The more quality content you create, the more avenues your prospects will have to find your business (this is called “widening the funnel”). If you commit to a consistent schedule of creating one piece of content each week, you’ll quickly create lots of ways for prospects to become aware of your business.

Improving the effectiveness of a marketing funnel is done in two ways:

  1. Capturing more people into the funnel. This is done by creating more publically available content and optimizing your website to capture leads.
  2. Optimizing how many people make it to the bottom. This is done by serving your email list well and smartly identifying who is most likely to buy.

Secondly, an inbound funnel (unlike a traditional sales funnel) can be automated to a great extent. Yes, you’ll have to create the content yourself (unless you outsource it), but the other components can be automated so you can make more content.

For instance, your website will automatically capture leads through your sign-up forms and lead magnets. Once subscribers join your list, you can set your email marketing tool to begin dripping a series of emails that nurture the prospect, culminating with content for prospects in the decision-making stage. Once you qualify your leads with specialty content, your email tool automatically begins a sales sequence that encourages the prospect to message or call you.

Download this list of ways to target which of your subscribers are ready for your salespeople.

Expanding your funnel


You can use other marketing tactics to bring traffic into your funnel. Don’t be afraid to experiment with other tools. For instance, you might post on social media or buy Facebook or Google ads that point to specialty pieces of content, not product pages. You could guest blog on authority websites, have influencers plug your content, or use retargeting ads to bring old traffic back for another look.
I’ll leave you with this last piece of advice when it comes to building an inbound marketing funnel: Create the best content you possibly can and you’ll attract the most people.

Best Practices for Creating SaaS Documentation

Monday, February 6th, 2017


Even the simplest, cleanest SaaS applications have problems that require support. Providing support to your users and customers is a critical part of operating any successful business.

The beauty of a SaaS product, however, is its scalability. You can service thousands of customers with minimal staff. One of the ways you do that is by making a plethora of support documentation available on your website.

Documentation benefits you and your customers in a few important ways.

1. Customers onboard faster

Onboarding is about helping your users find value in your product quickly so they continue to use it (and convert from free to paid tiers or renew their subscription). Documentation doesn’t replace your onboarding process, but it should support it by offering additional information. It’s also available in case new users have questions.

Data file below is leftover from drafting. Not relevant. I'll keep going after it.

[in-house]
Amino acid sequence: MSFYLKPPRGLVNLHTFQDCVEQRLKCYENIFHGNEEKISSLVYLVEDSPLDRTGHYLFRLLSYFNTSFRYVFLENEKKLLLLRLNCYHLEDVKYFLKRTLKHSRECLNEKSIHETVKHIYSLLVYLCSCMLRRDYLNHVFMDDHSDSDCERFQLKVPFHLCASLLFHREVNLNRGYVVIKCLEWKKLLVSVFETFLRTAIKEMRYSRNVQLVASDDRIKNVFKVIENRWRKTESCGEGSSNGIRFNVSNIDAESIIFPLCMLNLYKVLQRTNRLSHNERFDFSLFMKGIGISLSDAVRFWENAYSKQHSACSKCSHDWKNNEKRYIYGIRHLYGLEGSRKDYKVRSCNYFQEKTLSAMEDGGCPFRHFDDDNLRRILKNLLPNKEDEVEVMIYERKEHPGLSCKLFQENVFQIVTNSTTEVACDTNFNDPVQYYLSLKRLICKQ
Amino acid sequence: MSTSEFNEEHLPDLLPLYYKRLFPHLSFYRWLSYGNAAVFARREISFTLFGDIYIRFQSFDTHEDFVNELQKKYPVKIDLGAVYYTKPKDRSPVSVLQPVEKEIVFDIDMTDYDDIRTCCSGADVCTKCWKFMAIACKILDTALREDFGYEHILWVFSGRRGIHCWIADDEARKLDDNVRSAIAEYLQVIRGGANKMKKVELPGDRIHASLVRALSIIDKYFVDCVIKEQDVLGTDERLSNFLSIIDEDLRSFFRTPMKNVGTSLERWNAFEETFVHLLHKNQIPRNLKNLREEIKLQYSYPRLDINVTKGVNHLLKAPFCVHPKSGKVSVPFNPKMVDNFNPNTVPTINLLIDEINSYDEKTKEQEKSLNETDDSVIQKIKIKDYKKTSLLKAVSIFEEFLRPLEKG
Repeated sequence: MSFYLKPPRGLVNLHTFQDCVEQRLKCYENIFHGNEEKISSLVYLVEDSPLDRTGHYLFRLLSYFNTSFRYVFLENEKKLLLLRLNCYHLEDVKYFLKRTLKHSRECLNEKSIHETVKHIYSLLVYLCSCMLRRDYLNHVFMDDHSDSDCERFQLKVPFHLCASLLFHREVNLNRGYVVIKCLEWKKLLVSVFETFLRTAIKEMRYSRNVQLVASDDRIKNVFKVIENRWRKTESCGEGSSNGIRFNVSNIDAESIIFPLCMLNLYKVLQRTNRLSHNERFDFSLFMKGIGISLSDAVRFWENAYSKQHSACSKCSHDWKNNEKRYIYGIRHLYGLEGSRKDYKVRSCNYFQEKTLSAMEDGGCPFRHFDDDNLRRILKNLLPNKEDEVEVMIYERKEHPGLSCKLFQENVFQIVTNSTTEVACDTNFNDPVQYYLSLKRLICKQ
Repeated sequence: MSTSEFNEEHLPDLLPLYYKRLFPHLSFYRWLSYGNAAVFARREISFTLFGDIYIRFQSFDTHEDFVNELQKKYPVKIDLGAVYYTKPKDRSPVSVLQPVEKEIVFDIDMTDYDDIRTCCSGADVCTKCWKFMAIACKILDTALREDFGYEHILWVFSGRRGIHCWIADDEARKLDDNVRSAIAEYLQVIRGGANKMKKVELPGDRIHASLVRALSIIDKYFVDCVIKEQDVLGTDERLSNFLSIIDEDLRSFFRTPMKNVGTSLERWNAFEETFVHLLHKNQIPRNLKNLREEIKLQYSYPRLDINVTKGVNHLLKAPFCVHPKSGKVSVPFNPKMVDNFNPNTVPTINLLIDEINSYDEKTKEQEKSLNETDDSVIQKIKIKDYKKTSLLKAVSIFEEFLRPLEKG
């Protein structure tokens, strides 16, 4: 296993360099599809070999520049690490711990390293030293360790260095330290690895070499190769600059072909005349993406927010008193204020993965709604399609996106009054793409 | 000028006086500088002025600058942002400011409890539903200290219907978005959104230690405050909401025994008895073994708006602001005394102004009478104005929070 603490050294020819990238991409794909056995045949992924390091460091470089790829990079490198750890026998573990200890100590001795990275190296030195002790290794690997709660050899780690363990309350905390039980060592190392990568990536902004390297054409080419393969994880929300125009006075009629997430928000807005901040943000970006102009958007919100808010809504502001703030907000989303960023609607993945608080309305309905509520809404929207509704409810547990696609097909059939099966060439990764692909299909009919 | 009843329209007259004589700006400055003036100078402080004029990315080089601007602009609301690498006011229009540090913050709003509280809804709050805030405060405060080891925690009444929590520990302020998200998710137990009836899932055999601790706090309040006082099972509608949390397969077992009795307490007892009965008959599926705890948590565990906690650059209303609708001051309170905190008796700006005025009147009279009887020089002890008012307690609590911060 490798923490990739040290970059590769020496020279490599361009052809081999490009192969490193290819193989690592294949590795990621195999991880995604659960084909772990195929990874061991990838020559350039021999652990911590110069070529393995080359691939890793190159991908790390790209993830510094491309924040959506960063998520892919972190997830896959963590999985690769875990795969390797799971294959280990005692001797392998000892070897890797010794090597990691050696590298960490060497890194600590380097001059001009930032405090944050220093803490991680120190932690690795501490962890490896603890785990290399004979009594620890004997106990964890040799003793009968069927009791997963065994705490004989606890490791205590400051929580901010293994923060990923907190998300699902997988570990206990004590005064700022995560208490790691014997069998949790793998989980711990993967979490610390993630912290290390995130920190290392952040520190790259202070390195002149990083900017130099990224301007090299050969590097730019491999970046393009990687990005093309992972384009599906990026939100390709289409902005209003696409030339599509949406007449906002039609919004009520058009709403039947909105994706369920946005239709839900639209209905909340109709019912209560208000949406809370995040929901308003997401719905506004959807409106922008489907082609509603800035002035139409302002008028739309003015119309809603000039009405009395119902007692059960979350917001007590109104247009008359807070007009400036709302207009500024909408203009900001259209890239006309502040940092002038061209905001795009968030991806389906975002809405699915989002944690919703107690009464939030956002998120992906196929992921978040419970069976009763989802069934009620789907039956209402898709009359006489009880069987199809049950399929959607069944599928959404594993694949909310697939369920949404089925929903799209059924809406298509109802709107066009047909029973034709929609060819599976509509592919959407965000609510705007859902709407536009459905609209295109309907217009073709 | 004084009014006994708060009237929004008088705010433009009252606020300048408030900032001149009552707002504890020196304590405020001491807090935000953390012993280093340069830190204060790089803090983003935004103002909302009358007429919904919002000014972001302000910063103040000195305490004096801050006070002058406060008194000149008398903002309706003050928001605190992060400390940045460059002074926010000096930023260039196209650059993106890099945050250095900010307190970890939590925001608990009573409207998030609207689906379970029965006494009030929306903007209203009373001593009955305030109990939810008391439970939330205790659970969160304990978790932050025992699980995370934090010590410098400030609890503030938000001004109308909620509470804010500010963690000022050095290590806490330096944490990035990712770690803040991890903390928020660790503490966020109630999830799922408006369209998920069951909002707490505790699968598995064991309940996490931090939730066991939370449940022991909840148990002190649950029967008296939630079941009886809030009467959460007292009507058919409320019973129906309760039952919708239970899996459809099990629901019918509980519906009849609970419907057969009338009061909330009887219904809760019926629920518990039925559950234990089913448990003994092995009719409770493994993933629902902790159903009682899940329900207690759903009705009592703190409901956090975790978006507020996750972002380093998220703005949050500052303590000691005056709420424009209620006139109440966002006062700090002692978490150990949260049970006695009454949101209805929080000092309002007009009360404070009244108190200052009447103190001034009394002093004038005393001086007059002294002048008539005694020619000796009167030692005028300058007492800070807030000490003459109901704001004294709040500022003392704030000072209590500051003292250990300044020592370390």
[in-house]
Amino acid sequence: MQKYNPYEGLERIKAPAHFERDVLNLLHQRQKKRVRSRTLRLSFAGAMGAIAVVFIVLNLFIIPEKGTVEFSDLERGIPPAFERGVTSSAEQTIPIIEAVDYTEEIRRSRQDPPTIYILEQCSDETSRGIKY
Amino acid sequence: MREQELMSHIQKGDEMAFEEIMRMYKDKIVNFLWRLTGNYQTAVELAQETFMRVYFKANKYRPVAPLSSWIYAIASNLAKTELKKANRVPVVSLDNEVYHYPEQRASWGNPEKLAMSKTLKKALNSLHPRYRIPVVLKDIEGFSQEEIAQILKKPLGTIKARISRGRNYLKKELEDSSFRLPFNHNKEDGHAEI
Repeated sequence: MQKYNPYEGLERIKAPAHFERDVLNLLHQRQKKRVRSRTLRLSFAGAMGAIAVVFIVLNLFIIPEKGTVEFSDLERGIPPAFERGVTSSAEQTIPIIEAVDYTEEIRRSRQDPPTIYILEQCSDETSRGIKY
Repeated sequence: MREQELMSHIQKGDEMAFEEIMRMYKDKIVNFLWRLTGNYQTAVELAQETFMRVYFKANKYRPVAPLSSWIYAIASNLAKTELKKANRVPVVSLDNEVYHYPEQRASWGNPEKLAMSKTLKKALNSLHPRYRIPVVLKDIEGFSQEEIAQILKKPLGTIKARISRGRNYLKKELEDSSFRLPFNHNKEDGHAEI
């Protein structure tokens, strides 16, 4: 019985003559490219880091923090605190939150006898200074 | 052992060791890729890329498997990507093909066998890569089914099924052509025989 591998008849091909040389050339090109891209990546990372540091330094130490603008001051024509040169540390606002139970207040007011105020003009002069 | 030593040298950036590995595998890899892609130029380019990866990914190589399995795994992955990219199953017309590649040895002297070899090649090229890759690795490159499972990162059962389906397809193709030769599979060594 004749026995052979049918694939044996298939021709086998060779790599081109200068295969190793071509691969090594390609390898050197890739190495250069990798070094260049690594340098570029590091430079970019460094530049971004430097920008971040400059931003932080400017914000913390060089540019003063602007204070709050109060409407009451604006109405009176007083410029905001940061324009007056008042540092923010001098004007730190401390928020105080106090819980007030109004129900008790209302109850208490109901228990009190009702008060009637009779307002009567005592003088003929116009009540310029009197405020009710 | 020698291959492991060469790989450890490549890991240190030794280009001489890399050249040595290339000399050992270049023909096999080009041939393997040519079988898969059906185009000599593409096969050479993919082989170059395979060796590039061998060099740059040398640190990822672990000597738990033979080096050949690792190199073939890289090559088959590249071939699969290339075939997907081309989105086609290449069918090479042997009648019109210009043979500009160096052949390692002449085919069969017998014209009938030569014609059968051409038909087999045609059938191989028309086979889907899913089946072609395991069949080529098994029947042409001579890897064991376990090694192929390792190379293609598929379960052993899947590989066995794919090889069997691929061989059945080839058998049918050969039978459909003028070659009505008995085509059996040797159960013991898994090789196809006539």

2. Your team operates and scales faster

Documentation can be used as internal training materials to help new employees become familiar with your product. It also reduces the amount of time you or your support team spend answering customer questions. They can quickly link customers to already-prepared documents.

3. B2B clients don’t struggle with employee turnover

Your B2B customers will likely change employees ever so often. If you rely on live trainings, you’ll be forced to repeat your presentation over and over or leave the customer to figure things out on their own (which might incur costs on their end, something you don’t want customers to experience).

4. Reduces the likelihood of churning

Any time you can reduce friction in the customer experience, you reduce the chances of a customer churning. Documentation turns moments of frustration into moments of value.

So how do you create truly valuable documentation?

Download this free checklist to use each time you create a support document.

Prioritize what you create

Naturally, some of your support documentation articles are going to be more valuable than others. Some features, screens or actions are going to be used more often. Many users will have the same problems, while others will experience less popular challenges.

It would be great if you could create all of the documentation at once, but that usually isn’t the case. You can only allot so much time each week or day to this task because there are other tasks that need doing. So you have to prioritize the order of articles you create.

Talk to whoever handles customer support or customer success for your SaaS. What types of questions do they get most often? What types of complaints do they receive? What questions do customers ask with a sense of urgency? What problems do customers have that prevent usage of the application?

Your goal should be to remove as many obstacles as quickly as possible. Prioritize your documentation by targeting the most common problems your customers have, or the most serious problems (like being unable to log into the application).

Craft searchable titles

People don’t search for features. They search for solutions to their problems. Your titles should reflect their concerns so they can easily find answers.

Let’s say you have created a social media scheduling tool. Users need to integrate their social media accounts before they can schedule any posts. Even though you make this feature apparent, some people will inevitably need help. Their problem is urgent because they can’t use the application otherwise.

If you explain this feature in a support document called “Social Media Integration Feature Explained,” your users will have a hard time finding it. Instead, focus on their problem. A better title would be “How do I link my social media account?”

Here’s an excellent example of what not to do. These titles are tough to scan because they all start with the same words, which aren’t even relevant to the search.